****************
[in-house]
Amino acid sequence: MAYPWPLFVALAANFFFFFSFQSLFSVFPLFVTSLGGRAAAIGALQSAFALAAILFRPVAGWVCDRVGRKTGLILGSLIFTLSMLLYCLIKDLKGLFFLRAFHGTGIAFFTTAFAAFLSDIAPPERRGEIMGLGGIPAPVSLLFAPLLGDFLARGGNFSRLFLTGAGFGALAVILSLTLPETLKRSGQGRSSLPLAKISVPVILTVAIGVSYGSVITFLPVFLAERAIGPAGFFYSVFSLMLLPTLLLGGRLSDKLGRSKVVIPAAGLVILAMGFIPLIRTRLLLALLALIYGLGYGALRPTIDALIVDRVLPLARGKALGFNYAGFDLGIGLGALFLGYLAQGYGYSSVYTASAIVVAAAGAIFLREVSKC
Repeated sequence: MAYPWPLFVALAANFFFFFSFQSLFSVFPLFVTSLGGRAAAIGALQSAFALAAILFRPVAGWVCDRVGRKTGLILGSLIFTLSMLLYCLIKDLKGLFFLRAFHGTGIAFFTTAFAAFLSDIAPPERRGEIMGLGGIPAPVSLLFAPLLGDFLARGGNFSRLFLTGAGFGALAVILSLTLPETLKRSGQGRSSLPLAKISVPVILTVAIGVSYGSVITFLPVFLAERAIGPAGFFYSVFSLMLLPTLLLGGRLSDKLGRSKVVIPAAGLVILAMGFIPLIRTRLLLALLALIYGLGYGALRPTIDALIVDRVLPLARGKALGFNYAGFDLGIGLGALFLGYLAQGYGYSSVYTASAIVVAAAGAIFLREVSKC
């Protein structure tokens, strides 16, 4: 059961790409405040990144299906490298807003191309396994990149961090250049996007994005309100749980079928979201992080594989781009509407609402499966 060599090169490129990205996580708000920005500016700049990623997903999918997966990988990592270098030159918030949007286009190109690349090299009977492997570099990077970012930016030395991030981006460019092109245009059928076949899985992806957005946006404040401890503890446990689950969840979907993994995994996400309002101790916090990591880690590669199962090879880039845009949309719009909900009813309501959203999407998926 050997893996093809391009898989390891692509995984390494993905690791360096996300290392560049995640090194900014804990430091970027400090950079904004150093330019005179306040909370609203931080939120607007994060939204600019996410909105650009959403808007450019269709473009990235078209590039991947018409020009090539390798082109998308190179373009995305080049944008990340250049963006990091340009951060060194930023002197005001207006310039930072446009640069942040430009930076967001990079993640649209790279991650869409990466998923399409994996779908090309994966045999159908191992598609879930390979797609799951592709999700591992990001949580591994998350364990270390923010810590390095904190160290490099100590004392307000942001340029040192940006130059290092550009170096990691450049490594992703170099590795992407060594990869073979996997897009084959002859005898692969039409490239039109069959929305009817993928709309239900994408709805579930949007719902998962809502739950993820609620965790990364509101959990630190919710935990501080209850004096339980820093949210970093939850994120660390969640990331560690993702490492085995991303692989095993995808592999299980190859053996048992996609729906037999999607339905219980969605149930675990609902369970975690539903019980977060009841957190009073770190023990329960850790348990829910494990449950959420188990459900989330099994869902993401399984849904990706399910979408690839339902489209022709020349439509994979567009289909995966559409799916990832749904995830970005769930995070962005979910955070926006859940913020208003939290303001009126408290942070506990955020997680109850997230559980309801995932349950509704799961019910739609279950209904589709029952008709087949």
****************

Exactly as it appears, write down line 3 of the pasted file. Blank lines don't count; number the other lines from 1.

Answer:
Repeated sequence: MAYPWPLFVALAANFFFFFSFQSLFSVFPLFVTSLGGRAAAIGALQSAFALAAILFRPVAGWVCDRVGRKTGLILGSLIFTLSMLLYCLIKDLKGLFFLRAFHGTGIAFFTTAFAAFLSDIAPPERRGEIMGLGGIPAPVSLLFAPLLGDFLARGGNFSRLFLTGAGFGALAVILSLTLPETLKRSGQGRSSLPLAKISVPVILTVAIGVSYGSVITFLPVFLAERAIGPAGFFYSVFSLMLLPTLLLGGRLSDKLGRSKVVIPAAGLVILAMGFIPLIRTRLLLALLALIYGLGYGALRPTIDALIVDRVLPLARGKALGFNYAGFDLGIGLGALFLGYLAQGYGYSSVYTASAIVVAAAGAIFLREVSKC